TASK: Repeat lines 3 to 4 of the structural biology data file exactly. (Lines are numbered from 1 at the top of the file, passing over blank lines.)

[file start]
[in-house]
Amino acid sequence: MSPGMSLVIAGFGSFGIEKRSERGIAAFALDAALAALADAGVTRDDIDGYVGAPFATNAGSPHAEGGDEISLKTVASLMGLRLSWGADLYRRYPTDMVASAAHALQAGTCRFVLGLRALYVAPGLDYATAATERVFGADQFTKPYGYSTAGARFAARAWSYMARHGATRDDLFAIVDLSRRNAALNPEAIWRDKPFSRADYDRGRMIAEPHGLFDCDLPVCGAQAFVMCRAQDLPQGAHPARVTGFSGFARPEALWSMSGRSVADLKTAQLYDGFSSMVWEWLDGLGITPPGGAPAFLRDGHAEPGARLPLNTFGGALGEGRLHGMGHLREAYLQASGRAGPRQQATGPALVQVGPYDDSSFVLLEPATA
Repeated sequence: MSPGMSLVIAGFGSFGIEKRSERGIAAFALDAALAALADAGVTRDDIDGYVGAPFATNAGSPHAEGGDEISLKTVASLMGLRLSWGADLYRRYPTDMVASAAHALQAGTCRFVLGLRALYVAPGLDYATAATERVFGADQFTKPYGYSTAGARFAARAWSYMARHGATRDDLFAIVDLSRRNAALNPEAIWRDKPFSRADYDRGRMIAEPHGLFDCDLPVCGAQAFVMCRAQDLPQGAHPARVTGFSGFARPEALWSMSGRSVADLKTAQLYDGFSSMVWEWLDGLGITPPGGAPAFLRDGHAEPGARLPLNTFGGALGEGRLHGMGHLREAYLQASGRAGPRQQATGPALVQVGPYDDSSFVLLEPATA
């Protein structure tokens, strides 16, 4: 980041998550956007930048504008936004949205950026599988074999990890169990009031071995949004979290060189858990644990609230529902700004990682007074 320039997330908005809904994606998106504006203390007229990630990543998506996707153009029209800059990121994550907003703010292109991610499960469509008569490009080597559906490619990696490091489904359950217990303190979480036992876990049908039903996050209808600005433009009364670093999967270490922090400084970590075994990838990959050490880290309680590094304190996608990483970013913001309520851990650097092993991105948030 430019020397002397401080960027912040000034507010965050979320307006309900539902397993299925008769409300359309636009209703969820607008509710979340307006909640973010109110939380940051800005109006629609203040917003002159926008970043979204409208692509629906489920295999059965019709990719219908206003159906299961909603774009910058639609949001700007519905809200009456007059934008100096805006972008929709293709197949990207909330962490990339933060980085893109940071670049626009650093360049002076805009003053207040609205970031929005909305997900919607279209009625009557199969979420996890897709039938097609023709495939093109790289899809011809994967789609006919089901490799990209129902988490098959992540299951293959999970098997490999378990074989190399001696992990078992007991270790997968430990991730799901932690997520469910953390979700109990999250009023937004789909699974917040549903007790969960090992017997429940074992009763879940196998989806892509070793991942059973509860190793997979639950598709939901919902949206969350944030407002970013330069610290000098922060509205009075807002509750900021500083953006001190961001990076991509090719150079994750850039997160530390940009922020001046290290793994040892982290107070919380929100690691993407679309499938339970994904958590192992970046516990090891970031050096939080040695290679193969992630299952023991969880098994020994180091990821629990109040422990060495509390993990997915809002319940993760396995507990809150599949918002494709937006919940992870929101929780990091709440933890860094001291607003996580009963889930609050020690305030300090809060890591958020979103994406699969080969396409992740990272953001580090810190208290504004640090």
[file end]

Repeated sequence: MSPGMSLVIAGFGSFGIEKRSERGIAAFALDAALAALADAGVTRDDIDGYVGAPFATNAGSPHAEGGDEISLKTVASLMGLRLSWGADLYRRYPTDMVASAAHALQAGTCRFVLGLRALYVAPGLDYATAATERVFGADQFTKPYGYSTAGARFAARAWSYMARHGATRDDLFAIVDLSRRNAALNPEAIWRDKPFSRADYDRGRMIAEPHGLFDCDLPVCGAQAFVMCRAQDLPQGAHPARVTGFSGFARPEALWSMSGRSVADLKTAQLYDGFSSMVWEWLDGLGITPPGGAPAFLRDGHAEPGARLPLNTFGGALGEGRLHGMGHLREAYLQASGRAGPRQQATGPALVQVGPYDDSSFVLLEPATA
């Protein structure tokens, strides 16, 4: 980041998550956007930048504008936004949205950026599988074999990890169990009031071995949004979290060189858990644990609230529902700004990682007074 320039997330908005809904994606998106504006203390007229990630990543998506996707153009029209800059990121994550907003703010292109991610499960469509008569490009080597559906490619990696490091489904359950217990303190979480036992876990049908039903996050209808600005433009009364670093999967270490922090400084970590075994990838990959050490880290309680590094304190996608990483970013913001309520851990650097092993991105948030 430019020397002397401080960027912040000034507010965050979320307006309900539902397993299925008769409300359309636009209703969820607008509710979340307006909640973010109110939380940051800005109006629609203040917003002159926008970043979204409208692509629906489920295999059965019709990719219908206003159906299961909603774009910058639609949001700007519905809200009456007059934008100096805006972008929709293709197949990207909330962490990339933060980085893109940071670049626009650093360049002076805009003053207040609205970031929005909305997900919607279209009625009557199969979420996890897709039938097609023709495939093109790289899809011809994967789609006919089901490799990209129902988490098959992540299951293959999970098997490999378990074989190399001696992990078992007991270790997968430990991730799901932690997520469910953390979700109990999250009023937004789909699974917040549903007790969960090992017997429940074992009763879940196998989806892509070793991942059973509860190793997979639950598709939901919902949206969350944030407002970013330069610290000098922060509205009075807002509750900021500083953006001190961001990076991509090719150079994750850039997160530390940009922020001046290290793994040892982290107070919380929100690691993407679309499938339970994904958590192992970046516990090891970031050096939080040695290679193969992630299952023991969880098994020994180091990821629990109040422990060495509390993990997915809002319940993760396995507990809150599949918002494709937006919940992870929101929780990091709440933890860094001291607003996580009963889930609050020690305030300090809060890591958020979103994406699969080969396409992740990272953001580090810190208290504004640090």